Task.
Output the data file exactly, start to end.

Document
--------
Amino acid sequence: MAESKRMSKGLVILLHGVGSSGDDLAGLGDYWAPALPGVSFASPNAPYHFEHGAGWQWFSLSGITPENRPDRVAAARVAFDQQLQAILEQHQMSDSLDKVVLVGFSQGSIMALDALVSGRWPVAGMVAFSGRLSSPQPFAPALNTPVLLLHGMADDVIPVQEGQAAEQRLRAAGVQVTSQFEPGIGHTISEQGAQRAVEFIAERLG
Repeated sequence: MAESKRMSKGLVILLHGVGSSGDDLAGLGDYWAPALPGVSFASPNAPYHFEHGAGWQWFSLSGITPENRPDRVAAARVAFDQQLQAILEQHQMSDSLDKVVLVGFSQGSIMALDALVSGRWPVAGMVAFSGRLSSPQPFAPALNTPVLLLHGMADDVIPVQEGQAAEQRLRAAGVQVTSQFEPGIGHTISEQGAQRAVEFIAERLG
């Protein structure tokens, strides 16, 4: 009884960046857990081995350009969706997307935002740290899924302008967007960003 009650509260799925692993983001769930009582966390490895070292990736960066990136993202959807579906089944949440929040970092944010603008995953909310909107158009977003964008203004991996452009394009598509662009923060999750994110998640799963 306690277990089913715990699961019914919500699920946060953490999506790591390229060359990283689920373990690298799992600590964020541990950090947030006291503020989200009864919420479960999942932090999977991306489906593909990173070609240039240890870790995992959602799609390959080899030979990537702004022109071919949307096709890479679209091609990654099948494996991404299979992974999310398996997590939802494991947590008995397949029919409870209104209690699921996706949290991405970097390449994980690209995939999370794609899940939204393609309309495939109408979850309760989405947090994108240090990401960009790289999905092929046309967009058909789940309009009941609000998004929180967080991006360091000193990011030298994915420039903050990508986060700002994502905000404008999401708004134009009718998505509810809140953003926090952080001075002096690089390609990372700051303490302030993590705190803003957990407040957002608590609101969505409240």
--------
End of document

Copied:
Amino acid sequence: MAESKRMSKGLVILLHGVGSSGDDLAGLGDYWAPALPGVSFASPNAPYHFEHGAGWQWFSLSGITPENRPDRVAAARVAFDQQLQAILEQHQMSDSLDKVVLVGFSQGSIMALDALVSGRWPVAGMVAFSGRLSSPQPFAPALNTPVLLLHGMADDVIPVQEGQAAEQRLRAAGVQVTSQFEPGIGHTISEQGAQRAVEFIAERLG
Repeated sequence: MAESKRMSKGLVILLHGVGSSGDDLAGLGDYWAPALPGVSFASPNAPYHFEHGAGWQWFSLSGITPENRPDRVAAARVAFDQQLQAILEQHQMSDSLDKVVLVGFSQGSIMALDALVSGRWPVAGMVAFSGRLSSPQPFAPALNTPVLLLHGMADDVIPVQEGQAAEQRLRAAGVQVTSQFEPGIGHTISEQGAQRAVEFIAERLG
């Protein structure tokens, strides 16, 4: 009884960046857990081995350009969706997307935002740290899924302008967007960003 009650509260799925692993983001769930009582966390490895070292990736960066990136993202959807579906089944949440929040970092944010603008995953909310909107158009977003964008203004991996452009394009598509662009923060999750994110998640799963 306690277990089913715990699961019914919500699920946060953490999506790591390229060359990283689920373990690298799992600590964020541990950090947030006291503020989200009864919420479960999942932090999977991306489906593909990173070609240039240890870790995992959602799609390959080899030979990537702004022109071919949307096709890479679209091609990654099948494996991404299979992974999310398996997590939802494991947590008995397949029919409870209104209690699921996706949290991405970097390449994980690209995939999370794609899940939204393609309309495939109408979850309760989405947090994108240090990401960009790289999905092929046309967009058909789940309009009941609000998004929180967080991006360091000193990011030298994915420039903050990508986060700002994502905000404008999401708004134009009718998505509810809140953003926090952080001075002096690089390609990372700051303490302030993590705190803003957990407040957002608590609101969505409240």